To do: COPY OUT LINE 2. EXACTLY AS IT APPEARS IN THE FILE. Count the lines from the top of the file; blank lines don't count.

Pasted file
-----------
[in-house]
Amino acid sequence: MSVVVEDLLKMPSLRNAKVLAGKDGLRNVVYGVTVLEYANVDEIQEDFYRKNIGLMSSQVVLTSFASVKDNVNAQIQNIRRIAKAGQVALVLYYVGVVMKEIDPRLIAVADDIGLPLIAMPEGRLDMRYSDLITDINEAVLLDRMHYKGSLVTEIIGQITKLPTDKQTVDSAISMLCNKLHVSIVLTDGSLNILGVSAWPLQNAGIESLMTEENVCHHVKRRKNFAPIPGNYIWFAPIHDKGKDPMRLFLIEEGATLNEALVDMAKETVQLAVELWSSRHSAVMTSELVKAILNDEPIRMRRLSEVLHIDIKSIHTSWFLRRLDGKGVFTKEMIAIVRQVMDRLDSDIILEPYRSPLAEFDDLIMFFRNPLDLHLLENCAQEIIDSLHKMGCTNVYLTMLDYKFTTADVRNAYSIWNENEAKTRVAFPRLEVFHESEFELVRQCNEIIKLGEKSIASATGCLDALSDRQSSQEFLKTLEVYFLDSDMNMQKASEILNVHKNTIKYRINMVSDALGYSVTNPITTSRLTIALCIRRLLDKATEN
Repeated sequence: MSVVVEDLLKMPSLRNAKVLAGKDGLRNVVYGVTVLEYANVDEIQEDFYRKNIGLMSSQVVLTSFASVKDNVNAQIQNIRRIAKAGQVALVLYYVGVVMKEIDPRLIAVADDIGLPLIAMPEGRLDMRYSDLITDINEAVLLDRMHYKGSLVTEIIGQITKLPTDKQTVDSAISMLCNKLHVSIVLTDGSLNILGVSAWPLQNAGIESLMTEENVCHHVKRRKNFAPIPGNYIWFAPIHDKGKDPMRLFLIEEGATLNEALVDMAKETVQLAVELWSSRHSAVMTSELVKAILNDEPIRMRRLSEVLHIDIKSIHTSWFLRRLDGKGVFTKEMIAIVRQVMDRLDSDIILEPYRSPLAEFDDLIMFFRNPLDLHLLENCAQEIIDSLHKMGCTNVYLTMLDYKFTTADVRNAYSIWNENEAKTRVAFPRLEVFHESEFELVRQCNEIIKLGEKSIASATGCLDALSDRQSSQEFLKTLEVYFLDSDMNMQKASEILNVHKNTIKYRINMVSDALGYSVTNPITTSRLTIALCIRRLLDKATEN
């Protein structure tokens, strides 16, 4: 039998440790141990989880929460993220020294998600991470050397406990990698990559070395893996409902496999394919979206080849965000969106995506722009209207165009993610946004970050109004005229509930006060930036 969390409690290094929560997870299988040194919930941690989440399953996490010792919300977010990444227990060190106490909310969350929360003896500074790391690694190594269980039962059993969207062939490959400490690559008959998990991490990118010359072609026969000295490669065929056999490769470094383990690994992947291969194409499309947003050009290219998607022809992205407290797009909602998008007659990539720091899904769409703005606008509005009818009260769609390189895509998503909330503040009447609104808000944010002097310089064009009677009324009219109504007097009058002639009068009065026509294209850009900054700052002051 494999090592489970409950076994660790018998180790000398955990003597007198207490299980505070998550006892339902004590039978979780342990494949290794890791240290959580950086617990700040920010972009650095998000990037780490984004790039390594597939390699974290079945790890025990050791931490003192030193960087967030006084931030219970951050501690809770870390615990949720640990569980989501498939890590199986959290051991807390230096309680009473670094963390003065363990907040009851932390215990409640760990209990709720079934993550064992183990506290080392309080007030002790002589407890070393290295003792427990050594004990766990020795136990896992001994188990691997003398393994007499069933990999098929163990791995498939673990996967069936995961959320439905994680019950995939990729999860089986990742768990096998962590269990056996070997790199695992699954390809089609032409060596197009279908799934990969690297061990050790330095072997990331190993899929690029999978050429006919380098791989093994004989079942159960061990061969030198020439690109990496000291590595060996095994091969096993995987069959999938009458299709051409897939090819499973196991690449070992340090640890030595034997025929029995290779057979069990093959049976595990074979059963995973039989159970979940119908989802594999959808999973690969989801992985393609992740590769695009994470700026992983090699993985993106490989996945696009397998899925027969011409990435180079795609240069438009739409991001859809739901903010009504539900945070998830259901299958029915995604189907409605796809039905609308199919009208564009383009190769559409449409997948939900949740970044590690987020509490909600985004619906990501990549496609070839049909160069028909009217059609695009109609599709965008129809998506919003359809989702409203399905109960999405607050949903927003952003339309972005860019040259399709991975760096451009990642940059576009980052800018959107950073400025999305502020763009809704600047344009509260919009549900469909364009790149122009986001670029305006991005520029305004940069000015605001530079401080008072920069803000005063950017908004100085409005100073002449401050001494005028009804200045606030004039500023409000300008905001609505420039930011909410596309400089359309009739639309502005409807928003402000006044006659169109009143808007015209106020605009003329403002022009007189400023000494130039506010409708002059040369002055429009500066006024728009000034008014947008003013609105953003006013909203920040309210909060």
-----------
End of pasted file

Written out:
Amino acid sequence: MSVVVEDLLKMPSLRNAKVLAGKDGLRNVVYGVTVLEYANVDEIQEDFYRKNIGLMSSQVVLTSFASVKDNVNAQIQNIRRIAKAGQVALVLYYVGVVMKEIDPRLIAVADDIGLPLIAMPEGRLDMRYSDLITDINEAVLLDRMHYKGSLVTEIIGQITKLPTDKQTVDSAISMLCNKLHVSIVLTDGSLNILGVSAWPLQNAGIESLMTEENVCHHVKRRKNFAPIPGNYIWFAPIHDKGKDPMRLFLIEEGATLNEALVDMAKETVQLAVELWSSRHSAVMTSELVKAILNDEPIRMRRLSEVLHIDIKSIHTSWFLRRLDGKGVFTKEMIAIVRQVMDRLDSDIILEPYRSPLAEFDDLIMFFRNPLDLHLLENCAQEIIDSLHKMGCTNVYLTMLDYKFTTADVRNAYSIWNENEAKTRVAFPRLEVFHESEFELVRQCNEIIKLGEKSIASATGCLDALSDRQSSQEFLKTLEVYFLDSDMNMQKASEILNVHKNTIKYRINMVSDALGYSVTNPITTSRLTIALCIRRLLDKATEN